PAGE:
A Hong Kong rally helped Singapore shares close a smidgen higher, after recovering losses from earlier in the day sparked by a weak Wall Street lead.
The benchmark Straits Times Index closed 0.12 per cent or 3.59 points higher at 2,933.44.
While good earnings from the gambling sector helped Hong Kong gain 0.6 per cent, casino operator Genting Singapore weighed on the local bourse. Shares of Genting fell 3.1 per cent or 2.5 cents to 77.5 cents, with 19.6 million shares traded, after rival Marina Bay Sands' (MBS') second-quarter earnings came in below expectations.
MBS' mass table revenues, which account for 38 per cent of its total gaming revenue, fell for the first time in four years. That led some investors to expect weak mass market revenues when Genting Singapore reports its second-quarter earnings on Aug 4.
Traders are also awaiting the second-quarter results of United Overseas Bank tomorrow. "They are watching for any further worsening in its non-performing loans because oil prices haven't recovered. Brexit's impact on its foreign-dollar loans, especially those denominated in pounds, will also be closely watched," remisier Alvin Yong said.
Oil prices weighed on sentiment, falling to a three-month low on renewed concerns over a supply glut.
Keppel Corp fell 0.5 per cent or three cents to $5.44. Maybank Kim Eng maintained a sell call after the conglomerate's first-half earnings missed forecasts, with low work volume and project deferments in the offshore marine segment hurting revenue. "Performances from other divisions were insufficient to make up for the offshore marine segment's weakness," it said.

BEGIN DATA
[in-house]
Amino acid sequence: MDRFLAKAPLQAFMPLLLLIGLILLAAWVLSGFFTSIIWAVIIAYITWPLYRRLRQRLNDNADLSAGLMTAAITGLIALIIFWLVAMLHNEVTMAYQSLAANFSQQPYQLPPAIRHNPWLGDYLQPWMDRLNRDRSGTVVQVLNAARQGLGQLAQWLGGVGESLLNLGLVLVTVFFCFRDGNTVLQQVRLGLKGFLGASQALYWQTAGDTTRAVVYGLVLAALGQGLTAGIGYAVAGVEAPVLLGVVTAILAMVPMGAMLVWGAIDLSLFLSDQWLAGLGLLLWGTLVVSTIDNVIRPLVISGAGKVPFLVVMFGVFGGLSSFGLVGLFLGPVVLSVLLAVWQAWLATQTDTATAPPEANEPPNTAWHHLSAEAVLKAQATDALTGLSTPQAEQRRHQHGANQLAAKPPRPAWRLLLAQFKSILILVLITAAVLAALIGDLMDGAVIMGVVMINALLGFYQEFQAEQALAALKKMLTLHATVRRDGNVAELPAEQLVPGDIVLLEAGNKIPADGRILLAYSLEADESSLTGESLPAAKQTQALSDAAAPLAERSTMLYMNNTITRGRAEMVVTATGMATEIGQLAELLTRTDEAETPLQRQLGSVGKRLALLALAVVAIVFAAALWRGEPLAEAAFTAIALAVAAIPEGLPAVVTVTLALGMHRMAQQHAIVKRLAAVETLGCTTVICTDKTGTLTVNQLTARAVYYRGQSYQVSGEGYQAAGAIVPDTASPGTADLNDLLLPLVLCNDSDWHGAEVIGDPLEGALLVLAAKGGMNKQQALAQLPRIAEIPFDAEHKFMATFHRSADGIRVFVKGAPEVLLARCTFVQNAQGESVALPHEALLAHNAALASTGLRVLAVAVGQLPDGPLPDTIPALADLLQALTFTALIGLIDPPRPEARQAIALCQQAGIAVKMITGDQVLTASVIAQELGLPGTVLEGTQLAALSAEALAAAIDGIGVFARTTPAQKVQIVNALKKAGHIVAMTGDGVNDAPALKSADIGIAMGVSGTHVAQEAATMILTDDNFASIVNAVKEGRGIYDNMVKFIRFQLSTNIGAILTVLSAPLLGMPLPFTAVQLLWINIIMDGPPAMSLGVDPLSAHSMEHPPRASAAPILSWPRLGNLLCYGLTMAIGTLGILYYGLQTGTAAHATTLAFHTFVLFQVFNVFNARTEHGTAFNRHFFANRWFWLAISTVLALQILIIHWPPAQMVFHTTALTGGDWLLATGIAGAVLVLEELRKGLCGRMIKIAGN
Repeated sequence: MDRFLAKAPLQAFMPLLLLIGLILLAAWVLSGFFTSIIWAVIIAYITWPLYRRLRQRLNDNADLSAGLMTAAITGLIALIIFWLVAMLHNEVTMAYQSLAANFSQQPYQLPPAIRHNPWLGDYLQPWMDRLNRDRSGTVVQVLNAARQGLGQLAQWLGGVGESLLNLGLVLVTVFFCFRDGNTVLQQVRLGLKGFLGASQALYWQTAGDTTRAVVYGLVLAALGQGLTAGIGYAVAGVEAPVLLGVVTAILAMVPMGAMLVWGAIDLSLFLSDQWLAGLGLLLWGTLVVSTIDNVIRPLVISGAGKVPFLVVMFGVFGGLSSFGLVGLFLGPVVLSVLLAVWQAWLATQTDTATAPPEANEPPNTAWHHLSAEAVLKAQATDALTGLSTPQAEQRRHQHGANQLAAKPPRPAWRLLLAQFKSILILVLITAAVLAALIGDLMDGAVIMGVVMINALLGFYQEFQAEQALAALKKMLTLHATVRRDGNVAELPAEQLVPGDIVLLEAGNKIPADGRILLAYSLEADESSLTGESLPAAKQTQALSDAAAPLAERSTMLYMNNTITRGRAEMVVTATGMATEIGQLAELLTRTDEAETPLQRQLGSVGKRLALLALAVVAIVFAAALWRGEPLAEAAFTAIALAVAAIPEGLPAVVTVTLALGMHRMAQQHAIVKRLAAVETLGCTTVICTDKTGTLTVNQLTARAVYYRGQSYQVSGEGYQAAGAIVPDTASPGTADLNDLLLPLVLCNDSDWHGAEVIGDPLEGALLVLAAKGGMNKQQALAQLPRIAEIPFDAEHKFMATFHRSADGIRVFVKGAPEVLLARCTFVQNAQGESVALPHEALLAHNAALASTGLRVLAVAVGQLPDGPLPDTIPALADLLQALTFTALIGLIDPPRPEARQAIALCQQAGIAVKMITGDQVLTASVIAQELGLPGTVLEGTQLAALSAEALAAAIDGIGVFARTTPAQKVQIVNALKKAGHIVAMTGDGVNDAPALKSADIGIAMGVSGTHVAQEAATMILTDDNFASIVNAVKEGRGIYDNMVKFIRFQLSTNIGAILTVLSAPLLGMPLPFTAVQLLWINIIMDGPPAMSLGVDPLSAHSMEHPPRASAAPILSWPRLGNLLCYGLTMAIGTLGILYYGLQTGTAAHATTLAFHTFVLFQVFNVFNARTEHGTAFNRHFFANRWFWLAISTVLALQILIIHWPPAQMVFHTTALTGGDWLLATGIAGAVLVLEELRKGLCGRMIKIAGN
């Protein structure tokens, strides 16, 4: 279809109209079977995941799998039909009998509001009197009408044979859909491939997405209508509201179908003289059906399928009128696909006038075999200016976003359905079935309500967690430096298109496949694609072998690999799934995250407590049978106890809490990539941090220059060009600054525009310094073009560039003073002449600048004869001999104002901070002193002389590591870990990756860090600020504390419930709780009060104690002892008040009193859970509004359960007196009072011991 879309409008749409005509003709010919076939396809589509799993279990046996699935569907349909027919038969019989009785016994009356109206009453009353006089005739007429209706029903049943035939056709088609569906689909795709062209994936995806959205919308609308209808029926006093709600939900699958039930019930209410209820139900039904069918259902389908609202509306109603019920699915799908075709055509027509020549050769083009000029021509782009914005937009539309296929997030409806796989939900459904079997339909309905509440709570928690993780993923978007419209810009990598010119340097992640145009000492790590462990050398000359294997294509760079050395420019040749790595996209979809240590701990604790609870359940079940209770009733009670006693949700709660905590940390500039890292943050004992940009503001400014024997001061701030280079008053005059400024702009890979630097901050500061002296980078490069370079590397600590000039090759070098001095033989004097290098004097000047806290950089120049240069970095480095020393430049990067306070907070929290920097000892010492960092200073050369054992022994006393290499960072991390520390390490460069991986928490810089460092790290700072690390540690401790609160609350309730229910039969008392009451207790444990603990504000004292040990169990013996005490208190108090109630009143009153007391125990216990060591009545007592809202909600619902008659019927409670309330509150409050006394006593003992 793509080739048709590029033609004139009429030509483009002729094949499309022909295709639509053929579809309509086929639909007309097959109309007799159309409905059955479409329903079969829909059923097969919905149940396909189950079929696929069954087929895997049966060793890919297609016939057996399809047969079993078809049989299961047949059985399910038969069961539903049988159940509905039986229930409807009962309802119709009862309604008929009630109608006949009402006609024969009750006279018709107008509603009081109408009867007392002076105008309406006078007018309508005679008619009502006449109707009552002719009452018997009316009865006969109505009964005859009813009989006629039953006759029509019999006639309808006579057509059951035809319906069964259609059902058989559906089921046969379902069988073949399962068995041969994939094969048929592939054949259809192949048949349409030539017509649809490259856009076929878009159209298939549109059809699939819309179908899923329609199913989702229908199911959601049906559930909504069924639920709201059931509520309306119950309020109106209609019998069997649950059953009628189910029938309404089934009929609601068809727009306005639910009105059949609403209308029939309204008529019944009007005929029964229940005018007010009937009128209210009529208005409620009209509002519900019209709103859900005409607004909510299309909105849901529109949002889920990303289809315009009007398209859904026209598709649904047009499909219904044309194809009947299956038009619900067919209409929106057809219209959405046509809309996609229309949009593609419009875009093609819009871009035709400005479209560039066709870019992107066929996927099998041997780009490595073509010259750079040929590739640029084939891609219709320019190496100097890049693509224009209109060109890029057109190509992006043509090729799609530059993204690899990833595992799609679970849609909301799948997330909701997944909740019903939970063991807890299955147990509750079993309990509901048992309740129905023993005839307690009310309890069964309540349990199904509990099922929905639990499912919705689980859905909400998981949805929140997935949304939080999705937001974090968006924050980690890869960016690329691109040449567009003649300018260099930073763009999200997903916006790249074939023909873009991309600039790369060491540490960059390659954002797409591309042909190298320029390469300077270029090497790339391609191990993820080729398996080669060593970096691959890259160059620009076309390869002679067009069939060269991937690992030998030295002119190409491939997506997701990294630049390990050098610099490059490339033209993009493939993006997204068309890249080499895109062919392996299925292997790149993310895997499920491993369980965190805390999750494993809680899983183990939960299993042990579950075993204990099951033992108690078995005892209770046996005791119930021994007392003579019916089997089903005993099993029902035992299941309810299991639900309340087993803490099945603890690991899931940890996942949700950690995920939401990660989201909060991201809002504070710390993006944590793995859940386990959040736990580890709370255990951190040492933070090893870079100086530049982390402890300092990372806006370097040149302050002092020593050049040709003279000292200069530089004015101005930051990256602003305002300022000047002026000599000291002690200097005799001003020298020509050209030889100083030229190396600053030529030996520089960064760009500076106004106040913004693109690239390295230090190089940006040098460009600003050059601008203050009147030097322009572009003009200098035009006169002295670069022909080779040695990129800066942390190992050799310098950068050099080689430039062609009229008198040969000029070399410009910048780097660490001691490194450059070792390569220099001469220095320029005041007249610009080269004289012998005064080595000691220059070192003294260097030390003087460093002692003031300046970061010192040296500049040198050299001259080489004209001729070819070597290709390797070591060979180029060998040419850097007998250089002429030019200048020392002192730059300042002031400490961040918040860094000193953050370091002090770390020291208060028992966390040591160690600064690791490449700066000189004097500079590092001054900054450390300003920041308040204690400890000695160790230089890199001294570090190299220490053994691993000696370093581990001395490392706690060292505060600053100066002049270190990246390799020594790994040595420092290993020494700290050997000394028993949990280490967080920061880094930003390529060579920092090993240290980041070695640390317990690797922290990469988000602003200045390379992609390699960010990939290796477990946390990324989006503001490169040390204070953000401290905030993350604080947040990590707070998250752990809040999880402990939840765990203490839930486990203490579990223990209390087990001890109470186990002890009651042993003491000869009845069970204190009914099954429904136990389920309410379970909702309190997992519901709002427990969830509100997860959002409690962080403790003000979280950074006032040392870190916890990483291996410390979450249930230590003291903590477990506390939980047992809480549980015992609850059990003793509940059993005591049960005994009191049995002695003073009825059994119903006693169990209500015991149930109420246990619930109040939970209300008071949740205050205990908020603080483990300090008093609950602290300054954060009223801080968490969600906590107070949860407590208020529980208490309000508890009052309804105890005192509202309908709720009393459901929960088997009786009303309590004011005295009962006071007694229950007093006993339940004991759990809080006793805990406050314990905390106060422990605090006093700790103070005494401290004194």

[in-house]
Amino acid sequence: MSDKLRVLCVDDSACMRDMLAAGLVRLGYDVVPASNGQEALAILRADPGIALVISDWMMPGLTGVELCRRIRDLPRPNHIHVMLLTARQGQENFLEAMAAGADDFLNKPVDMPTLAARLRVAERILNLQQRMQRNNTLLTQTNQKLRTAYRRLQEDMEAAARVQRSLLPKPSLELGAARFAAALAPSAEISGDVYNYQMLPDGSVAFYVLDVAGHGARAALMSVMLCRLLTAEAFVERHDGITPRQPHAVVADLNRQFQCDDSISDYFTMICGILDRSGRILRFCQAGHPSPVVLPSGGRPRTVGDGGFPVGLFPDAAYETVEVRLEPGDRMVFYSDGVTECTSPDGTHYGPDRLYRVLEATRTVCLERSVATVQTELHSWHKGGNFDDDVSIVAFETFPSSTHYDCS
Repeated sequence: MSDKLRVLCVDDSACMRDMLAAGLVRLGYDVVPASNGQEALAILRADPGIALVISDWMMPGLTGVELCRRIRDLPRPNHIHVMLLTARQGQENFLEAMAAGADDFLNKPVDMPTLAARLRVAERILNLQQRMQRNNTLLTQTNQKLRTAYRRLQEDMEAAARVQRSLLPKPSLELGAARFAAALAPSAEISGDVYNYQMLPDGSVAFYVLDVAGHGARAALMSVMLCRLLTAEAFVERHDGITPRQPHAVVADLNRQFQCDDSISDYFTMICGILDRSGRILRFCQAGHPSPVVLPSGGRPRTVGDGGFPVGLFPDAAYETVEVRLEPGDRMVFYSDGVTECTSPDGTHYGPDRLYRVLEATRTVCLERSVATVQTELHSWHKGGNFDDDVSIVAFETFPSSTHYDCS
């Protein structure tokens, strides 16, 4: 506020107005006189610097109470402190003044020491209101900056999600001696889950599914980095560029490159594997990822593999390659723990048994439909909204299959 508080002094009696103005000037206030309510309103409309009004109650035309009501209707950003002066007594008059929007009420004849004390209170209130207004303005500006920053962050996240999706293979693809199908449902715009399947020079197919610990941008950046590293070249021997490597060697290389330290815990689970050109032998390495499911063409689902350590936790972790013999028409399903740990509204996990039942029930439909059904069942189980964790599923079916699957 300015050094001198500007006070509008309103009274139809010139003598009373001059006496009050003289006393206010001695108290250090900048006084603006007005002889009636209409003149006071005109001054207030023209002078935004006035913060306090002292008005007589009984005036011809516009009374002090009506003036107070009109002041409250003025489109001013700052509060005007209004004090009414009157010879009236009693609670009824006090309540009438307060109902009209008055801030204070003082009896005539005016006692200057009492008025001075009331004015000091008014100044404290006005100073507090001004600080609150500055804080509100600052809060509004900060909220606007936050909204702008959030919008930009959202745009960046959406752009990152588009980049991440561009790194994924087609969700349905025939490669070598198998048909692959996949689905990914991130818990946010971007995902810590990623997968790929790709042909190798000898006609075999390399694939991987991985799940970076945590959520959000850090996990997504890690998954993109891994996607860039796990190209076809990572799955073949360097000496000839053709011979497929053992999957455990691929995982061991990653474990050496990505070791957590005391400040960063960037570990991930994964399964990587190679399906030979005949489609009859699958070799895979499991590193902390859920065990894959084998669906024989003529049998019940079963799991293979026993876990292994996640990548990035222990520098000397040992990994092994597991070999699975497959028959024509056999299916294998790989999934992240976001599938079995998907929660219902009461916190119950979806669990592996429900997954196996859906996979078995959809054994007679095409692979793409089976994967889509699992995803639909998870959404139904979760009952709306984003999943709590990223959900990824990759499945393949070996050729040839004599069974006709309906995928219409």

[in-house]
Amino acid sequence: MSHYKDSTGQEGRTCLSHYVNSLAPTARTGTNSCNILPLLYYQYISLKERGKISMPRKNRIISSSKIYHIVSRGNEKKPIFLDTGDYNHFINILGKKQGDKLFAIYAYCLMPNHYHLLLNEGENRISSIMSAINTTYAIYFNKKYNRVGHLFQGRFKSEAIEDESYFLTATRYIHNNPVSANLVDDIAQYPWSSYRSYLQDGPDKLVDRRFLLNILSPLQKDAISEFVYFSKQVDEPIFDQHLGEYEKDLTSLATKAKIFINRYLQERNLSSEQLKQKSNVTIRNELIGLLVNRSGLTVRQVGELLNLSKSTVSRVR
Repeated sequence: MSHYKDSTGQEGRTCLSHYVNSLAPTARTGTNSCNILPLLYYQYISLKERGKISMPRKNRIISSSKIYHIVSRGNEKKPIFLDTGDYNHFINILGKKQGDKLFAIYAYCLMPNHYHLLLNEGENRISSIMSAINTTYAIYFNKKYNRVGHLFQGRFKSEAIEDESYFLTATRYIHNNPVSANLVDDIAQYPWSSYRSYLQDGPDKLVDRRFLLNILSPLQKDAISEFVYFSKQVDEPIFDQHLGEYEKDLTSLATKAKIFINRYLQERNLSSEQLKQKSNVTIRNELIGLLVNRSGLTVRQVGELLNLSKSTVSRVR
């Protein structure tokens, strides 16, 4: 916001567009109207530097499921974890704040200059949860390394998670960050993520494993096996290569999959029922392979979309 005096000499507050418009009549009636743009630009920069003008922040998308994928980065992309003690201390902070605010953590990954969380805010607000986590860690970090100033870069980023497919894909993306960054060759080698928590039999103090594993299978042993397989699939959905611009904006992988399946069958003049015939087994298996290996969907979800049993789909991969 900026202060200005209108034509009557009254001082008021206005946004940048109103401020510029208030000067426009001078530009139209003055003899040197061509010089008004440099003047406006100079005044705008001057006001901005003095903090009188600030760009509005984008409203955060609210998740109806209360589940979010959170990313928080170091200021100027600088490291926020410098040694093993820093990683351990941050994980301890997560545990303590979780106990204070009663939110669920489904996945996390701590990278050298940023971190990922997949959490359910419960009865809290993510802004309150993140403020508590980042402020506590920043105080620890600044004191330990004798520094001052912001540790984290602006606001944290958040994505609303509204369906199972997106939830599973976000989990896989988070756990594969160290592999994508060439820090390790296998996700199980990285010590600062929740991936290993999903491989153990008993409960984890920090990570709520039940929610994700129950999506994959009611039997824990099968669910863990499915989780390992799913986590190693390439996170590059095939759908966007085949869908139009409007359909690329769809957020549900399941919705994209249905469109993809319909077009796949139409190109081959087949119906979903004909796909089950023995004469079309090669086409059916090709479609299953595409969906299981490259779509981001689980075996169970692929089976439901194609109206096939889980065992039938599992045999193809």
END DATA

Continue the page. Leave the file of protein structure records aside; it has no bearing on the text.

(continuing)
Ezra Holdings shed 1.7 per cent or 0.1 cent to 5.7 cents, with 45.2 million shares traded. Food and beverage firm Katrina Group made a strong trading debut at 34 cents, well above its 21-cent initial public offering price. The stock hit a high of 40.5 cents before ending the day at 34 cents, with nearly 53 million shares traded. The Catalist-listed group placed out 35.8 million new shares to raise gross proceeds of $7.5 million.
Other hotly traded penny plays included CNMC Goldmine, which surged 12.5 per cent or 5.5 cents to 49.5 cents, with 41.7 million shares changing hands. A temporary stop-work order on CNMC's Sokor project, issued on July 19, was lifted on Monday. The order was part of the Kelantan government's review of CNMC's application to mine unlimited amounts of ore from Sokor.
Shares of Yoma Strategic closed 0.8 per cent or 0.5 cent lower at 60 cents after its first-quarter net profits fell 28.6 per cent to $1.8 million, weighed down by uncertainty in Myanmar's real estate market.
Yoma, known for its Myanmar-focused business portfolio, pulled in just $3.1 million in sales of residences and land development rights, down 75 per cent from a year earlier.